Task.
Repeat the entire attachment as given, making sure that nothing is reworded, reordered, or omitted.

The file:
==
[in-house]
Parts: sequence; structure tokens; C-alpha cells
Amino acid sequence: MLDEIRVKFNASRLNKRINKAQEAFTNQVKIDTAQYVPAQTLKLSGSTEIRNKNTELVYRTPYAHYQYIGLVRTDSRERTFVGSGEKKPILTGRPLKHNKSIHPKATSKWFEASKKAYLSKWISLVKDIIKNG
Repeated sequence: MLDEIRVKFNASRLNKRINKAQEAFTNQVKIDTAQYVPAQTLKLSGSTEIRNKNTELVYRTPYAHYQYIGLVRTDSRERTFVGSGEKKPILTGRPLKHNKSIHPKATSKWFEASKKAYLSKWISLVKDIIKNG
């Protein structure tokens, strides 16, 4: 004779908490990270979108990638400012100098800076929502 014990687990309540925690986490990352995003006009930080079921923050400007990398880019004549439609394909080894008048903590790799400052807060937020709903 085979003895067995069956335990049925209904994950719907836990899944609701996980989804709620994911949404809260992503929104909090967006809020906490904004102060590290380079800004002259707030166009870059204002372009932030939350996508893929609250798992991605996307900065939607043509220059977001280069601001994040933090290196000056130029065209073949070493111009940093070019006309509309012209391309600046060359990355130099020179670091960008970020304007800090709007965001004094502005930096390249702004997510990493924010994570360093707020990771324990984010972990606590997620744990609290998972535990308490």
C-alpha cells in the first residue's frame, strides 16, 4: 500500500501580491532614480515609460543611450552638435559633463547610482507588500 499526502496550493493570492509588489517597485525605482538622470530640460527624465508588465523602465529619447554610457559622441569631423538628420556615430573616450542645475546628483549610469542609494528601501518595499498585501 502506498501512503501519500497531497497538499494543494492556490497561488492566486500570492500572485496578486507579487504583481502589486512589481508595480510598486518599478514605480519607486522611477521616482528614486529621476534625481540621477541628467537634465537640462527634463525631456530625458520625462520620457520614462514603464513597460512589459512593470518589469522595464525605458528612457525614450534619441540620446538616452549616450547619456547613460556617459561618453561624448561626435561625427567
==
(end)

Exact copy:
[in-house]
Parts: sequence; structure tokens; C-alpha cells
Amino acid sequence: MLDEIRVKFNASRLNKRINKAQEAFTNQVKIDTAQYVPAQTLKLSGSTEIRNKNTELVYRTPYAHYQYIGLVRTDSRERTFVGSGEKKPILTGRPLKHNKSIHPKATSKWFEASKKAYLSKWISLVKDIIKNG
Repeated sequence: MLDEIRVKFNASRLNKRINKAQEAFTNQVKIDTAQYVPAQTLKLSGSTEIRNKNTELVYRTPYAHYQYIGLVRTDSRERTFVGSGEKKPILTGRPLKHNKSIHPKATSKWFEASKKAYLSKWISLVKDIIKNG
């Protein structure tokens, strides 16, 4: 004779908490990270979108990638400012100098800076929502 014990687990309540925690986490990352995003006009930080079921923050400007990398880019004549439609394909080894008048903590790799400052807060937020709903 085979003895067995069956335990049925209904994950719907836990899944609701996980989804709620994911949404809260992503929104909090967006809020906490904004102060590290380079800004002259707030166009870059204002372009932030939350996508893929609250798992991605996307900065939607043509220059977001280069601001994040933090290196000056130029065209073949070493111009940093070019006309509309012209391309600046060359990355130099020179670091960008970020304007800090709007965001004094502005930096390249702004997510990493924010994570360093707020990771324990984010972990606590997620744990609290998972535990308490």
C-alpha cells in the first residue's frame, strides 16, 4: 500500500501580491532614480515609460543611450552638435559633463547610482507588500 499526502496550493493570492509588489517597485525605482538622470530640460527624465508588465523602465529619447554610457559622441569631423538628420556615430573616450542645475546628483549610469542609494528601501518595499498585501 502506498501512503501519500497531497497538499494543494492556490497561488492566486500570492500572485496578486507579487504583481502589486512589481508595480510598486518599478514605480519607486522611477521616482528614486529621476534625481540621477541628467537634465537640462527634463525631456530625458520625462520620457520614462514603464513597460512589459512593470518589469522595464525605458528612457525614450534619441540620446538616452549616450547619456547613460556617459561618453561624448561626435561625427567